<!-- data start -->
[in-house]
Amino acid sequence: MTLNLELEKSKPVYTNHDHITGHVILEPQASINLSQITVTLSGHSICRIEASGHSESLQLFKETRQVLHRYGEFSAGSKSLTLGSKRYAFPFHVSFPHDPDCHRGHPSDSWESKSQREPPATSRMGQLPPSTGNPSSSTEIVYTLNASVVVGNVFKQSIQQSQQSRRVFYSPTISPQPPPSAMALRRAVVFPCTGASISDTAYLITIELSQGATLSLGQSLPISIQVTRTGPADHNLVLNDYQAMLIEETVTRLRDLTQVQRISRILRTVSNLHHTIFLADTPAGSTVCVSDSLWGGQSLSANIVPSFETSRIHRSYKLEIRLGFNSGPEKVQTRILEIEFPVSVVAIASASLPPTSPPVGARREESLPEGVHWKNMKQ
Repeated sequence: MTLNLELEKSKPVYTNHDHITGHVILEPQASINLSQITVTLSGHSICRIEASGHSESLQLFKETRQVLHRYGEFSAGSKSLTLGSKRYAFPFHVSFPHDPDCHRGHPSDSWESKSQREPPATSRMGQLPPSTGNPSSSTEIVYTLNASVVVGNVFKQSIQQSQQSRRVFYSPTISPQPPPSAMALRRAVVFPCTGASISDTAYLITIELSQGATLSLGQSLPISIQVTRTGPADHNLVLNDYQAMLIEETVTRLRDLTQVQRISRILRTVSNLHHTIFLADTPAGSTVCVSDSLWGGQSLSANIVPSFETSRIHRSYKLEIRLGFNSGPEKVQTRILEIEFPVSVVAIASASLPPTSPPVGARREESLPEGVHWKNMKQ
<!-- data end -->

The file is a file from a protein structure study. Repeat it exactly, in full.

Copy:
[in-house]
Amino acid sequence: MTLNLELEKSKPVYTNHDHITGHVILEPQASINLSQITVTLSGHSICRIEASGHSESLQLFKETRQVLHRYGEFSAGSKSLTLGSKRYAFPFHVSFPHDPDCHRGHPSDSWESKSQREPPATSRMGQLPPSTGNPSSSTEIVYTLNASVVVGNVFKQSIQQSQQSRRVFYSPTISPQPPPSAMALRRAVVFPCTGASISDTAYLITIELSQGATLSLGQSLPISIQVTRTGPADHNLVLNDYQAMLIEETVTRLRDLTQVQRISRILRTVSNLHHTIFLADTPAGSTVCVSDSLWGGQSLSANIVPSFETSRIHRSYKLEIRLGFNSGPEKVQTRILEIEFPVSVVAIASASLPPTSPPVGARREESLPEGVHWKNMKQ
Repeated sequence: MTLNLELEKSKPVYTNHDHITGHVILEPQASINLSQITVTLSGHSICRIEASGHSESLQLFKETRQVLHRYGEFSAGSKSLTLGSKRYAFPFHVSFPHDPDCHRGHPSDSWESKSQREPPATSRMGQLPPSTGNPSSSTEIVYTLNASVVVGNVFKQSIQQSQQSRRVFYSPTISPQPPPSAMALRRAVVFPCTGASISDTAYLITIELSQGATLSLGQSLPISIQVTRTGPADHNLVLNDYQAMLIEETVTRLRDLTQVQRISRILRTVSNLHHTIFLADTPAGSTVCVSDSLWGGQSLSANIVPSFETSRIHRSYKLEIRLGFNSGPEKVQTRILEIEFPVSVVAIASASLPPTSPPVGARREESLPEGVHWKNMKQ